(Nashville, TN) Two months after Chancellor Ellen Lyle ordered a stay to prevent operation of the Spencer sewage treatment plant a settlement has been reached to prevent discharge of treated wastewater into the protected Dry Fork Creek in Van Buren County, TN. The stream and the underlying cave system, Rumbling Falls, have been at the center of a battle regarding wastewater discharge and the protection of Tennessee’s natural resources.
The agreement reached between environmental groups, the State of Tennessee and the City of Spencer prevents any discharge to Dry Fork Creek and requires the State to hold mandatory meetings with the environmental coalition during the next 90 days to craft changes to rules and procedures administered by the Tennessee Department of Environment and Conservation. The meetings will focus on public participation during the environmental review process and improvements in the classification and protection of streams throughout the state.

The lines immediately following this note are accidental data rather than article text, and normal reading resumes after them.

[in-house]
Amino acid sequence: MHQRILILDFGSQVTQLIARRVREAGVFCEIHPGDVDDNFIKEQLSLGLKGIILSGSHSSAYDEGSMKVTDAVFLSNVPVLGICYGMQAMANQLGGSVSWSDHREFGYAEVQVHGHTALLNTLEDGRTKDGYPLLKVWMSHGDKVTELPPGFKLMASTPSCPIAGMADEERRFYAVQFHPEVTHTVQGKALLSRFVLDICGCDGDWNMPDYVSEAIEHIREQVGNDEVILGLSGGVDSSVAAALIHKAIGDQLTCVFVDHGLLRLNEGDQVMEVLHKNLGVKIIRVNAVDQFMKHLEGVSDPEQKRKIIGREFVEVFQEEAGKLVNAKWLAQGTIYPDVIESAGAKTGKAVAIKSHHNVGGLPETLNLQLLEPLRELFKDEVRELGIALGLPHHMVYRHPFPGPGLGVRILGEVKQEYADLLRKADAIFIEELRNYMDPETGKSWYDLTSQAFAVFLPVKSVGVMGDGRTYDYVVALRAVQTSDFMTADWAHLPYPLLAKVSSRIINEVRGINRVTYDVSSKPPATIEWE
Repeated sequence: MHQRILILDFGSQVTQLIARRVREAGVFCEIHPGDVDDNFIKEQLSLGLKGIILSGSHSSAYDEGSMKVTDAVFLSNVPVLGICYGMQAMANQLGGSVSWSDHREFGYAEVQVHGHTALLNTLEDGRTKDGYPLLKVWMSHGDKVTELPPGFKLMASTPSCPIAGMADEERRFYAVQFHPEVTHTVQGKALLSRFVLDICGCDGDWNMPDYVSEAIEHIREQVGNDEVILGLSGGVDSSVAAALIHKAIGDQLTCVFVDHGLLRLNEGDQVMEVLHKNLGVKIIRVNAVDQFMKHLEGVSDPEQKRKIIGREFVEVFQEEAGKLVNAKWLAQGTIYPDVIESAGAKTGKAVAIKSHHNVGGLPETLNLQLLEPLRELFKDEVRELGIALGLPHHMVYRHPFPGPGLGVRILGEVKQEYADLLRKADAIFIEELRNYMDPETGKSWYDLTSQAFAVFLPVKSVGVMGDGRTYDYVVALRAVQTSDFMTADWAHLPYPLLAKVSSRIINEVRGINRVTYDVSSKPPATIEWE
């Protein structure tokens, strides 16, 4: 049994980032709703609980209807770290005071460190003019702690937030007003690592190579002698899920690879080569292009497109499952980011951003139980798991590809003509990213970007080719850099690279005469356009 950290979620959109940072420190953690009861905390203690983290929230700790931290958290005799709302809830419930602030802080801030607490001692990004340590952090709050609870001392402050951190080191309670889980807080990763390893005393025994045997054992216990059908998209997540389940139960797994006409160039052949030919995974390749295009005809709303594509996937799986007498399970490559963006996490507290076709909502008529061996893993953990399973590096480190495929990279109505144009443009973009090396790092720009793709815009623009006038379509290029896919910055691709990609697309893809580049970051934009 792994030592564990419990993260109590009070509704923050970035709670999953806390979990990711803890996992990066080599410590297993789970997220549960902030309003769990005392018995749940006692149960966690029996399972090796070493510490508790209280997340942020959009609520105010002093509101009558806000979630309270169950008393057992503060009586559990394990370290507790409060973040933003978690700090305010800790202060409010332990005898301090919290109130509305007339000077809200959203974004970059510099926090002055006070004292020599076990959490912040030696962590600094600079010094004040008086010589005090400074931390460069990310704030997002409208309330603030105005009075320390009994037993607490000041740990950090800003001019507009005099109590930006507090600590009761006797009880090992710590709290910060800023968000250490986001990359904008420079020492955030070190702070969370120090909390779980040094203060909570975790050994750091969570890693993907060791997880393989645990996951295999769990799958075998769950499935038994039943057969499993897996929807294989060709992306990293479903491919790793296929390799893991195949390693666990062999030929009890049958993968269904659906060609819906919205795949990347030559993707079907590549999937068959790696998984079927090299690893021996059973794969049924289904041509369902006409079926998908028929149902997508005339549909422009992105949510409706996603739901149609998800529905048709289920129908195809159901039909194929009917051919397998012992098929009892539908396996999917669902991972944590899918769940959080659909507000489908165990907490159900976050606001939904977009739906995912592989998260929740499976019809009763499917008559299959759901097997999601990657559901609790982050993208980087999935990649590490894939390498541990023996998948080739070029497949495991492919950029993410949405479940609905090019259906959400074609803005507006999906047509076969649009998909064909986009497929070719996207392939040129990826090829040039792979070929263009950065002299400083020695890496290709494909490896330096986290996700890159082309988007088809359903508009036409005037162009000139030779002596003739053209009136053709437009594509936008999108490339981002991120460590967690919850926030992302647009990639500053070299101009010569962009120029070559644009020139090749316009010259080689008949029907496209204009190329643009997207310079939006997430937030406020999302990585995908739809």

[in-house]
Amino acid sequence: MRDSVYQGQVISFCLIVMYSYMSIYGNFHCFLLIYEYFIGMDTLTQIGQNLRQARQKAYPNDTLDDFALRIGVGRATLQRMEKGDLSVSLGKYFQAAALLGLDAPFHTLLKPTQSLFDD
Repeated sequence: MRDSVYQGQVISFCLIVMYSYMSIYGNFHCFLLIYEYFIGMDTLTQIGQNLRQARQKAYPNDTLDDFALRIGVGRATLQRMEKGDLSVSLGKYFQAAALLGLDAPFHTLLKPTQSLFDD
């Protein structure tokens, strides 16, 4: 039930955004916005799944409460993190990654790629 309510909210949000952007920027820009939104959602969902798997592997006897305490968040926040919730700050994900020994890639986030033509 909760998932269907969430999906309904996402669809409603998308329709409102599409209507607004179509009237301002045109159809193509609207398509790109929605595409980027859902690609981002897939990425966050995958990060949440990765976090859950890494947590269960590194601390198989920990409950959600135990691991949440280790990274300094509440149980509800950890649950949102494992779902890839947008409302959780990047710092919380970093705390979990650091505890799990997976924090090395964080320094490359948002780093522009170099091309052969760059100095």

John Noel, a board member for the Tennessee Environmental Council and coordinator of the coalition of environmental groups, stated his satisfaction with the settlement, “We were able to protect a high quality stream and a globally significant cave system. That’s quite a victory. In addition, we know the wastewater now will be as clean as possible.”
The Nashville Grotto was instrumental in the decision. Grotto Chairman Bill Overton said, “Most folks don’t know what an incredible system of caves we have in Tennessee. I’m very glad this settlement will protect the Rumbling Falls Cave system, which may be one of the most significant in the country.”
“We’ve taken a step to protect high quality streams in this state from degradation. We think this agreement will change the way the state does business when it comes to discharging wastewater into streams,” added Daniel Boone, representing the Tennessee Scenic Rivers Association.
Judge Barbara Haynes directed the mediated settlement. For the past two years numerous groups have joined the effort to protect Dry Fork Creek, including the Nashville Grotto, Public Employees for Environmental Responsibility, Sierra Club, Tennessee Environmental Council, Tennessee Scenic Rivers Association and the World Wildlife Fund.